It’s as if a uniform somehow makes a human immune from malevolence, when history is ripe with examples of precisely the opposite. Psychology experiments also demonstrate the opposite.

In the midst of a crisis, police aren’t always capable of responding. Sometimes they’re unwilling. This was demonstrated during the Parkland tragedy, when a sheriff’s deputy stood outside the school and refused to confront the shooter, allowing the massacre to continue. Few realize this key point: police have no legal obligation to protect citizens.

So there are many vocal activists that are dangerously naive, and their anti-2nd Amendment activism places all of us at risk.

Thankfully, there are citizens that are ready to bear the responsibility. So what is the best way to prevent these heart-wrenching tragedies? There are no easy answers, and I don’t trust anyone who claims to have one.

As the Bible and the law of karma dictates: ‘as you sow, so shall you reap’ (Galatians 6:7)

The sad truth: as horrible as the violence we’ve seen in America is, it’s nothing compared to the violence that America has helped bring to other places in the world. Desperately wanting to end this escalating cycle of violence, I authored a resolution trying to halt the Iowa Air National Guard’s involvement in overseas conflicts. As expected, the urgency of ending our violence abroad falls on deaf ears.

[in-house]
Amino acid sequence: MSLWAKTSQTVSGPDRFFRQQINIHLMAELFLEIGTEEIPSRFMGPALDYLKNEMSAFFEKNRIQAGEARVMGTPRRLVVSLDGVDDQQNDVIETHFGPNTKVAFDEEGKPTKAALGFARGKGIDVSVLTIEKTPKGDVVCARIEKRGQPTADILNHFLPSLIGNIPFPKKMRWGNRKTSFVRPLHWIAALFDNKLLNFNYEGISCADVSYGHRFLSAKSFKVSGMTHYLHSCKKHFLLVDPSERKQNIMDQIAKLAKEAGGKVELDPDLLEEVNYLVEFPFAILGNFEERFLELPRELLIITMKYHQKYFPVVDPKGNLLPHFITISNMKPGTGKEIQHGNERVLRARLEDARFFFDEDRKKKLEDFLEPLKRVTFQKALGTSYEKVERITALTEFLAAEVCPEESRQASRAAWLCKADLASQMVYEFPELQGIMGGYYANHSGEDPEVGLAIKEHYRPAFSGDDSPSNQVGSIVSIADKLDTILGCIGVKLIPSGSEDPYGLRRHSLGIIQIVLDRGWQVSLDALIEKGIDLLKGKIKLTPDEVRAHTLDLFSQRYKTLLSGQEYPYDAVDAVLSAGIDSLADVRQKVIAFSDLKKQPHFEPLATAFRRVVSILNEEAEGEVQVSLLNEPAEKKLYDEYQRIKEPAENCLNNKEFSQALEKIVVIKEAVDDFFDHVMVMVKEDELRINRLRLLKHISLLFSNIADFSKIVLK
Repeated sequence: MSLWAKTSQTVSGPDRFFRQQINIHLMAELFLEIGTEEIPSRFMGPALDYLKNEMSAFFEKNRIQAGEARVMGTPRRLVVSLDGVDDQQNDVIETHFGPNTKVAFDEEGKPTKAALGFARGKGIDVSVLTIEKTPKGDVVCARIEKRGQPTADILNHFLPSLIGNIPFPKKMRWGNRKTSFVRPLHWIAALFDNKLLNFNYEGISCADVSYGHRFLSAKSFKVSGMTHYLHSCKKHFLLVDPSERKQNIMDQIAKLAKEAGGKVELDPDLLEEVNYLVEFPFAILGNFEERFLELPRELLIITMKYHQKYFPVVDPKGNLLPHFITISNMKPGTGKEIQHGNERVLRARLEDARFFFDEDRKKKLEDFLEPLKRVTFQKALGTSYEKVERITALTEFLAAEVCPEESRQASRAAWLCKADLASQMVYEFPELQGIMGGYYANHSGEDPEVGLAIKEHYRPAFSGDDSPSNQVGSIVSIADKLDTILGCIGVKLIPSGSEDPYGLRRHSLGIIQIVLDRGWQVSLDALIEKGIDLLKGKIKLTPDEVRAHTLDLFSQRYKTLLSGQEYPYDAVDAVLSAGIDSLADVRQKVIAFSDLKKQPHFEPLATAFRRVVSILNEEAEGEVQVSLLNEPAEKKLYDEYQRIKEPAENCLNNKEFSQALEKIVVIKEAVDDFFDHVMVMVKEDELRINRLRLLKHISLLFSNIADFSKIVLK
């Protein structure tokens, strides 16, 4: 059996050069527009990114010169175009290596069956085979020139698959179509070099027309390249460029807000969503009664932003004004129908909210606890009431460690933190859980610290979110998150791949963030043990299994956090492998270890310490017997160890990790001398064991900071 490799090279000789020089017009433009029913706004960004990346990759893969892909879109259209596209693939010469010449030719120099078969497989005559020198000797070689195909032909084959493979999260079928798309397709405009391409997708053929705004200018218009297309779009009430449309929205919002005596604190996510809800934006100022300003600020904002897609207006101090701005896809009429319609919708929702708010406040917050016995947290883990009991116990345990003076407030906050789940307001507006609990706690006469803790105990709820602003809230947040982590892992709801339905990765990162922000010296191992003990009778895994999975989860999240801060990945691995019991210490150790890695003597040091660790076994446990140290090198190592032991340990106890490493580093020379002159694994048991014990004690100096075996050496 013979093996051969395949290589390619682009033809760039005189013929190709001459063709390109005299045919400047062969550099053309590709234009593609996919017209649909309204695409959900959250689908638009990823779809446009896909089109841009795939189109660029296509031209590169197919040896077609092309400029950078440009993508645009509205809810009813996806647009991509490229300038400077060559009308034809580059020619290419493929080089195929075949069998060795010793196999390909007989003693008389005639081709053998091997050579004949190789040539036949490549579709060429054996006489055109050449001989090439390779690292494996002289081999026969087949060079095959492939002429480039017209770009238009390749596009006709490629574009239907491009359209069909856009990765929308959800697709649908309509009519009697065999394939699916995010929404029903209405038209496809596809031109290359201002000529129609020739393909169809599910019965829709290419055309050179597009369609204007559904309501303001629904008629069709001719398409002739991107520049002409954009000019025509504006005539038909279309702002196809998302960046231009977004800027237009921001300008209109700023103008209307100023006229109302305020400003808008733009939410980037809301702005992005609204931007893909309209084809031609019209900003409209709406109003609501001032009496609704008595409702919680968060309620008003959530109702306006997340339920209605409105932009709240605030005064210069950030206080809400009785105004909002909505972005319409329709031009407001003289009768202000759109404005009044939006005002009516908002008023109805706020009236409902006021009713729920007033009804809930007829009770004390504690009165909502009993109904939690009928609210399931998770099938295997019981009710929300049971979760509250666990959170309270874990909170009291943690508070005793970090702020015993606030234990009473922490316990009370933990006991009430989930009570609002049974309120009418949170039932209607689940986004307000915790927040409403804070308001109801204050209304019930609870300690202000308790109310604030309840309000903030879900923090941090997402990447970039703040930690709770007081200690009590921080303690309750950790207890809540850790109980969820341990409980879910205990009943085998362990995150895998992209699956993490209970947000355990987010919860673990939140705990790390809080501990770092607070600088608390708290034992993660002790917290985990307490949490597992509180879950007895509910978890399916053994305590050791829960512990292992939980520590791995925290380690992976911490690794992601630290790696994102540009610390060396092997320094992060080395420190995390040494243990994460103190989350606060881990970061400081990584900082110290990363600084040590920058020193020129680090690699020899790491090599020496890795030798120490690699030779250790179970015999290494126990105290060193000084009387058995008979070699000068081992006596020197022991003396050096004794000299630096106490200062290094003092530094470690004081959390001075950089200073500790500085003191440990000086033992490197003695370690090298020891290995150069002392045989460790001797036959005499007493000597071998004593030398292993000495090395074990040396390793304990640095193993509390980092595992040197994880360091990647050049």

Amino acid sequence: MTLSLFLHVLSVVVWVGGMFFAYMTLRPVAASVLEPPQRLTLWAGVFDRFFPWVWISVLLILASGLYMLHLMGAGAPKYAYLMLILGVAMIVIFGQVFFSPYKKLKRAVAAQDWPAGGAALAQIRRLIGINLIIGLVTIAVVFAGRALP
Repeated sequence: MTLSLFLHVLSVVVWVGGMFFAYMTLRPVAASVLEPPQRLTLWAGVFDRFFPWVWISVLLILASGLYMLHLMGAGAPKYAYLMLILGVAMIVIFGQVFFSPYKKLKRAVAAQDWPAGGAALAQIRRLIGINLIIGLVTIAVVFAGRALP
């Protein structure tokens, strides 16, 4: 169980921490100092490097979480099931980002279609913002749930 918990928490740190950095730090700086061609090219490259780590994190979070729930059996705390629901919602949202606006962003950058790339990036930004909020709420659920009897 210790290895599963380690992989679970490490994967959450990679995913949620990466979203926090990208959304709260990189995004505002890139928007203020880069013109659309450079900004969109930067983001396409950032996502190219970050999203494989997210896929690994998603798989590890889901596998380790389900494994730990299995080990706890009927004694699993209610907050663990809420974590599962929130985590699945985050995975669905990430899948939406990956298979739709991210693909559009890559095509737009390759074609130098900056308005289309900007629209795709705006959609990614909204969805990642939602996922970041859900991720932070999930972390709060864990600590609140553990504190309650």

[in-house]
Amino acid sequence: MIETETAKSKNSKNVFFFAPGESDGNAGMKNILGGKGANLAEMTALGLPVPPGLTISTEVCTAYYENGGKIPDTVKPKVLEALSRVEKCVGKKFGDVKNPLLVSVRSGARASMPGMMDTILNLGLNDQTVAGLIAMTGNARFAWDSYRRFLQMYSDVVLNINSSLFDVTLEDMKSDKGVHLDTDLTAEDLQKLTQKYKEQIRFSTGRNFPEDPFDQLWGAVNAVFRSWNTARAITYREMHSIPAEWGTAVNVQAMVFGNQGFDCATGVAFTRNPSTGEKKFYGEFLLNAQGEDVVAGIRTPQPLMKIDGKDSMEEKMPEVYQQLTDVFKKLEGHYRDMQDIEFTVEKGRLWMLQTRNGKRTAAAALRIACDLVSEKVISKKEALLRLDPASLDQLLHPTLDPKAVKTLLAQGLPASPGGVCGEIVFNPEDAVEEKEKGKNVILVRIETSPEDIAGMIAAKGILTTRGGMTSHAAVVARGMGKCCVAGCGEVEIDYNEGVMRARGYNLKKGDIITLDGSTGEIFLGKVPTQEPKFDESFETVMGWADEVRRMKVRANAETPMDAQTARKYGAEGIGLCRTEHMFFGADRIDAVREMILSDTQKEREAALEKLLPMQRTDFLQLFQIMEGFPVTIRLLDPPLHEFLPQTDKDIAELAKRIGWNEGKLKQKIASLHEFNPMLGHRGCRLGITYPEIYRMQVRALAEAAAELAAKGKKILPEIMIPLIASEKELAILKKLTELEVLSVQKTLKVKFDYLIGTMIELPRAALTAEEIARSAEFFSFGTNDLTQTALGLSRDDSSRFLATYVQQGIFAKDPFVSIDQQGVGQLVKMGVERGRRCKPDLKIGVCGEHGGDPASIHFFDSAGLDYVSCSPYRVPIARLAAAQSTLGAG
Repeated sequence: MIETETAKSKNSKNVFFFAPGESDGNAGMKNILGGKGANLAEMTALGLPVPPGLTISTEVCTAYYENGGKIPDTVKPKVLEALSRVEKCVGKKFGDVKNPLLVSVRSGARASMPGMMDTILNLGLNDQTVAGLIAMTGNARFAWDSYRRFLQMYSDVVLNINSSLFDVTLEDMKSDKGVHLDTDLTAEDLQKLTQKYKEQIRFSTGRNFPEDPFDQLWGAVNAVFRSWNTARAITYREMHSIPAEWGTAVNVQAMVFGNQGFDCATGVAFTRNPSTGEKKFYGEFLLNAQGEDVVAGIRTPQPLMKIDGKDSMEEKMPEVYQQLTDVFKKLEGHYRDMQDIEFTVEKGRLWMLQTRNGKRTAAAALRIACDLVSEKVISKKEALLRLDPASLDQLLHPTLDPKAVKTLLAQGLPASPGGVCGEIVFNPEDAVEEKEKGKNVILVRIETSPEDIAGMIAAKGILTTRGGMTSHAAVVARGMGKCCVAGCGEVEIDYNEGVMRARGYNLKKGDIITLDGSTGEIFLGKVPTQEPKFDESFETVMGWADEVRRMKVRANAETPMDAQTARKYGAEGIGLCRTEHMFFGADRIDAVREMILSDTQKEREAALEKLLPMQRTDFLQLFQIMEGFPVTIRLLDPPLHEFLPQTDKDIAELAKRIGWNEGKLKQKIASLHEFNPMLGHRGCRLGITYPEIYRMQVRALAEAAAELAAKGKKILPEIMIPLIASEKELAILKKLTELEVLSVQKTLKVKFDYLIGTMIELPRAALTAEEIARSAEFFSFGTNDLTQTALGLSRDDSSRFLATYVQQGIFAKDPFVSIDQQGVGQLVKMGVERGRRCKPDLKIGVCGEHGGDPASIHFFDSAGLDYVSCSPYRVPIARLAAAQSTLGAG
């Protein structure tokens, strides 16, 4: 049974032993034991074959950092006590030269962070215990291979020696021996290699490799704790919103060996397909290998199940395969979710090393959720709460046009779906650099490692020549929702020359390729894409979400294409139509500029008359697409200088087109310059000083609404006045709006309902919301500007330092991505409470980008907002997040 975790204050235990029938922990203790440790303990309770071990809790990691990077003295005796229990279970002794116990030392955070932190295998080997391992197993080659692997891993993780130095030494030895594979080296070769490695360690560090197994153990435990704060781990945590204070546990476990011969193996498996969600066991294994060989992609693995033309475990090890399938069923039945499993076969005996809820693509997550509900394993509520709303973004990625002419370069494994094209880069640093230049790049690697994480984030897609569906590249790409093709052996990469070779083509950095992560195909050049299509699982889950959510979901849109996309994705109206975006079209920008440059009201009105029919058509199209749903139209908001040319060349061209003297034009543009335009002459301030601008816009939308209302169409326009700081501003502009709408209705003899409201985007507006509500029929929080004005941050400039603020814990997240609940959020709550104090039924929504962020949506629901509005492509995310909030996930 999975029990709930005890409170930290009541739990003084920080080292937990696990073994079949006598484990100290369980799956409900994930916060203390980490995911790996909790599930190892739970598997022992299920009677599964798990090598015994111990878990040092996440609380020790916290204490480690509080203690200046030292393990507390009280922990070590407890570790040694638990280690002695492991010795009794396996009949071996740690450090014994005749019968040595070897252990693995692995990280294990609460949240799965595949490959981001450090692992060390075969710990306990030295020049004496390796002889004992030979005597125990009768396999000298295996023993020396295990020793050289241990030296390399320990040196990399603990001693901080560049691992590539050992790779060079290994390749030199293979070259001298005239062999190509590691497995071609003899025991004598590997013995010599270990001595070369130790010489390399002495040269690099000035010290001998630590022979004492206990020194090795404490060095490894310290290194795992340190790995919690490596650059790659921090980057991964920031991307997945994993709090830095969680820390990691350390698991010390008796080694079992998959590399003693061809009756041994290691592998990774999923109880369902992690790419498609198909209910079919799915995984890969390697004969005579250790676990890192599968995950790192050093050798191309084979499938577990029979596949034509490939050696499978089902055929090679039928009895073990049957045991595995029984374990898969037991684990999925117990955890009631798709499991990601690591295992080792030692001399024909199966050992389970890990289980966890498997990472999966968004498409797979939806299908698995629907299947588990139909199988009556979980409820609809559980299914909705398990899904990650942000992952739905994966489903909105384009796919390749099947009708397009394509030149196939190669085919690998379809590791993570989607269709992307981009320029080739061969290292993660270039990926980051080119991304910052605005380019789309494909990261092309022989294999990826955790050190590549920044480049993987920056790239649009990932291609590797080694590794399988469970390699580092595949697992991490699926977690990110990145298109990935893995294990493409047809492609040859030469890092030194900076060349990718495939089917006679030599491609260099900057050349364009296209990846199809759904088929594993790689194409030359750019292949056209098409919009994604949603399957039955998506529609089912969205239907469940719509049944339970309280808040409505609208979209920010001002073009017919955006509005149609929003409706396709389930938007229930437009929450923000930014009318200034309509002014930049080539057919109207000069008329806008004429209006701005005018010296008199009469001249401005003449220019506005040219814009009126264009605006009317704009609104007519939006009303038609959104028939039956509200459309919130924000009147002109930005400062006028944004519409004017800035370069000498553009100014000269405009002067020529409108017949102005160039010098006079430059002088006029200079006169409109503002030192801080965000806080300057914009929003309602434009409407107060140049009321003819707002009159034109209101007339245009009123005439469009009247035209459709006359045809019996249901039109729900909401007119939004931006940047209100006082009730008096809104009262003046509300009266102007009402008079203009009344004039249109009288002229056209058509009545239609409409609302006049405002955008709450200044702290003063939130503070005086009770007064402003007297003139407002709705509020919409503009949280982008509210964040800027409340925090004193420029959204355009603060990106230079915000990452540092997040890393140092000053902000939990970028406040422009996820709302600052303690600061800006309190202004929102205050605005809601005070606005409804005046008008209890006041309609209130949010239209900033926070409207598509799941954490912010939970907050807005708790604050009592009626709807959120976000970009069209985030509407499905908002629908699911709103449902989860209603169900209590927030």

It’s my constant prayer that peaceful individuals can overcome, condemn, and ultimately reject violence in all it’s pernicious manifestations. I hope that’s a prayer we can share together.

— Jeff Shipley (R-Fairfield) represents District 82 in the Iowa House of Representatives. The district includes Davis and Van Buren counties, and the western two-thirds of Jefferson County, including Fairfield. He can be reached at